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(Mail Online) J&K`marginalised cite woes as saffron brigade escalates war against Articale 35A

स्रोत: Acharya Abhinav Gupt       तारीख: 11-Jul-2015

Delhi-based think tank Jammu Kashmir Study Circle (JKSC), a body close to the RSS, widened the ambit of the legal battle against Jammu and Kashmir's special status as several communities marginalised due to Article 35A lodged complaints with quasi-judicial bodies looking into rights violations.

The news came just a day after the organisation announced that it was moving the Supreme Court against special privileges in the state of Jammu and Kashmir.

Under the aegis of the JKSC, several women, members of the dalit community, especially safai karmacharis, along with members of the Gurkha community and West Pakistan refugees who had migrated to the state during the Partition, lodged formal complaints of rights violations with the National Commission for Women, National Commissions for Scheduled Castes and Scheduled Tribes, National Human Rights Commission and the National Commission for Safai Karmacharis.  

The complaints were lodged on Friday.

On Saturday, the JKSC organised a seminar on the plight of affected communities that have allegedly been denied their Fundamental Rights in Jammu and Kashmir owing to the provisions of Article 35A. 


“Article 35A is the cornerstone of discrimination in Jammu and Kashmir. It will be ideal if the Supreme Court takes suo motu cognisance of the issue. Otherwise, we will move the apex court. We have constituted a group of leading constitutional experts to prepare a petition,” said JKSC secretary Ashutosh Bhatnagar. 

Article 35A was added to the Constitution of India through an Executive Order in 1954, without knowledge of Parliament, JKSC maintains. 

The seminar, organised at the Constitution Club, was attended by representatives of the affected communities --- women, Valmikis, Gurkhas and West Pakistan Refugees --- who shared their plight with the media and narrated their tales of victimisation due to the provisions of the Article.

“My forefathers were invited to Jammu and Kashmir in 1957 as a safai karmachari from Amritsar in Punjab along with 272 other families when the local karmacharis had struck work.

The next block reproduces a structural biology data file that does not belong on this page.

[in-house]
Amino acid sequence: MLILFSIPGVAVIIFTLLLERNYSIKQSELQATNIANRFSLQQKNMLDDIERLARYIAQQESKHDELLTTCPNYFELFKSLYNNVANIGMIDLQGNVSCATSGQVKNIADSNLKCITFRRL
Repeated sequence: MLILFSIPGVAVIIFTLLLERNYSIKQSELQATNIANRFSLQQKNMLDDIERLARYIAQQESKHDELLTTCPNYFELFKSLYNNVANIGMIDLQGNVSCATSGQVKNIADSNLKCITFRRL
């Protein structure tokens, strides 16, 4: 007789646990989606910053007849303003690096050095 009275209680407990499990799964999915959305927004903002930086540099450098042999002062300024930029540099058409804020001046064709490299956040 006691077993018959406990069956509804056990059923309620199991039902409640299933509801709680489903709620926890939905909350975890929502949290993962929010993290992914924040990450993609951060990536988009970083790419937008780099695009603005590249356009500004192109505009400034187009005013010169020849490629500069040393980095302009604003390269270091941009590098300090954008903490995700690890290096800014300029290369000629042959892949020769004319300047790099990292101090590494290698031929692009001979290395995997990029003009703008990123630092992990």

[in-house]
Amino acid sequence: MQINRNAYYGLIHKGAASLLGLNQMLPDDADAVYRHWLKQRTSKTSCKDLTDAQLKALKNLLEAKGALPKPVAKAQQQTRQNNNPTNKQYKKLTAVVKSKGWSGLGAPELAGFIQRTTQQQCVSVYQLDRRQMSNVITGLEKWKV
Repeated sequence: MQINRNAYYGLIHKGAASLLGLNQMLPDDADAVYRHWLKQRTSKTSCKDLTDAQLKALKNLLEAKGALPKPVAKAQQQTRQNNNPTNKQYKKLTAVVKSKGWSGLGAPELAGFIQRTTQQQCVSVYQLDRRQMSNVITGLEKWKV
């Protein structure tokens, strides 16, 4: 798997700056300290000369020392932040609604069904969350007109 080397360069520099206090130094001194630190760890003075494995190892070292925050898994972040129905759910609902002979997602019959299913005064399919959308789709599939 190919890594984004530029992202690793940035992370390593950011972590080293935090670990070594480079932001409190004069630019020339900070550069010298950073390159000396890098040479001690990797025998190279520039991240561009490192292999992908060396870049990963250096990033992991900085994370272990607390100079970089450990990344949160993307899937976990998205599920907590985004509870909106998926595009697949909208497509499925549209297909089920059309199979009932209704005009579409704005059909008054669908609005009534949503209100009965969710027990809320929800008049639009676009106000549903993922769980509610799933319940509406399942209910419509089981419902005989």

"The Civil Services Regulation 35B said his family could stay in the state only so far as his future generations continued to be safai karmacharis. So the prerequisite for our permanent residency in the state has doomed us to be scavengers for generations by law,” said Gharu Bhatti from Jammu. 

Bhatti is part of the Valmiki community in the state. 

Meanwhile, Captain (retired) Raghunandan Singh, a Gurkha member, said the community had been placed at great odds by Article 35A. 

“Gurkhas of Jammu and Kashmir cannot get recruited in the Army because they do not have the Permanent Resident Certificate. On the other hand, Gurkhas from places like Darjeeling, Assam, Dharamshala, etc are recruited. Gurkhas of Jammu and Kashmir go to other states to be recruited in the Army,” said Singh. 

Rashmi Sharma from Jammu too narrated her story. 

“We are unable to offer any security to our children,” she said. 

Herself a “permanent resident” of the state, she is married to Sanjeev Sharma who does not have ‘permanent resident’ status as his mother, a ‘permanent resident’, had married a non-permanent resident from Himachal Pradesh. 

“We are a family where two generations of women find themselves caught in a terrible state of statelessness because we married men who do not hold the Permanent Resident Certificate needed under Article 35A."